The Bill prohibits banks from charging their own customers for ATM transactions which effectively just locks in banks’ current practice, and caps the charge for using another bank’s ATMs at a level sufficient to cover the cost to the bank of the transaction. In 2000, the Reserve Bank of Australia calculated that ATM transactions cost banks around 50 cents per transaction, but the fees charged to the consumer were anything up to $2.00 per transaction. Australians are the second highest per capita ATM users in the world, with some 800 million withdrawals made in 2006, so the profits the banks make through this premium on ATM transactions is significant. This has a disproportionate impact on poorer people, as they are more likely to withdraw smaller sums at a time, and the $2.00 charged each time represents a greater share of their income. The Bill’s restrictions on charges for ATM use would address this problem, while still permitting banks to break even on the cost incurred when non-customers use their ATMs.

The Bill introduces a requirement that mortgage providers offer ‘fixed interest gap mortgages’ that keep a mortgagee’s interest rate at a fixed percentage (negotiated at the outset of the mortgage) above the lender’s cost of funds. The lender’s cost of funds will be calculated according to a formula approved by the Australian Prudential Regulation Authority. These mortgages will protect customers from interest rate fluctuations that are not genuinely caused by changes to the bank’s cost of funds. In the past, there have been occasions where the RBA has lifted interest rates and the banks have lifted their interest rates even higher. If the banks were only passing on increases to their costs, their interest rate rises would be lower than those of the RBA, as a third of their borrowing is done in overseas markets that are unaffected by RBA interest rate hikes. These additional increases would not be possible for customers on a fixed interest gap mortgage. By keeping the lender’s margin on their mortgage constant, and faithfully passing on changes to the lender’s costs under the supervision of an independent authority, these mortgages will offer customers greater transparency and reassurance by behaving as customers expect variable rate mortgages to behave.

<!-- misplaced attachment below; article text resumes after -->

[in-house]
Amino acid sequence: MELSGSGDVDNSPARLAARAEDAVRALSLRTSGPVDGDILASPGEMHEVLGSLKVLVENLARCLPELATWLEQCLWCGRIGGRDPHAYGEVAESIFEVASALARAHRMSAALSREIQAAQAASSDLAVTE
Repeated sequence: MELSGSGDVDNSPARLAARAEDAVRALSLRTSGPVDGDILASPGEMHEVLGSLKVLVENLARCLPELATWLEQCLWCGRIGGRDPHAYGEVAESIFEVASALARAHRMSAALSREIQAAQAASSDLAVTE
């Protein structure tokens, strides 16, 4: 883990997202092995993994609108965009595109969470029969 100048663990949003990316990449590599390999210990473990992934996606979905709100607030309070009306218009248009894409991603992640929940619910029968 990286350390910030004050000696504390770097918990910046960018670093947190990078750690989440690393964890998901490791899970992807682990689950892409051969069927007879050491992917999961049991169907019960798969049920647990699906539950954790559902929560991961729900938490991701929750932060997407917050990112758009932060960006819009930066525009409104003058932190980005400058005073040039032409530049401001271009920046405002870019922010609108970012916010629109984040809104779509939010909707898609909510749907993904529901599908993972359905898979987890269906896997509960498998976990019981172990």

Finally, the Bill limits mortgage exit fees to the actual and reasonable costs of early termination of the mortgage, and obliges lenders to make consumers aware of the existence and amount of these fees up front. The existence of exit fees must be mentioned in advertising, and they must routinely be included in the mortgage contract under the uniform heading ‘early repayment charges’. Exit fees are presently disclosed in the fine print of mortgage contracts, but this measure will ensure that they can be identified much more easily. They must be given as a dollar amount for variable rate mortgages, and a plain language explanation of how the fee will be calculated for fixed rate mortgages (as it is not possible to anticipate the cost of early termination for these mortgages). These changes would introduce greater transparency to the mortgage market, and remove a significant barrier to greater competition. In 2008, the Australian Securities and Investments Commission observed that ‘some [exit fees] do not appear to be related to the underlying costs they are purporting to recover’ and ‘the size of these fees might now present a barrier to switching loans’. The fact that many lenders waive exit fees after three or four years does not assist in most cases, as ASIC observed that ‘the average Australian mortgage is terminated or refinanced within approximately three years’. The changes made by the Bill reduce this barrier to switching loans and make it easier for unhappy customers to take their business elsewhere, pressuring lenders to offer consumers a better deal or risk losing their business.

The provisions of this Bill will not prevent banks from offering a range of other financial products. They simply ensure that banking customers also have access to basic, essential, transparent banking services on fair and reasonable terms.

I commend this Bill to the Senate.

Senator BOB BROWN —I seek leave to continue my remarks later.

Leave granted; debate adjourned.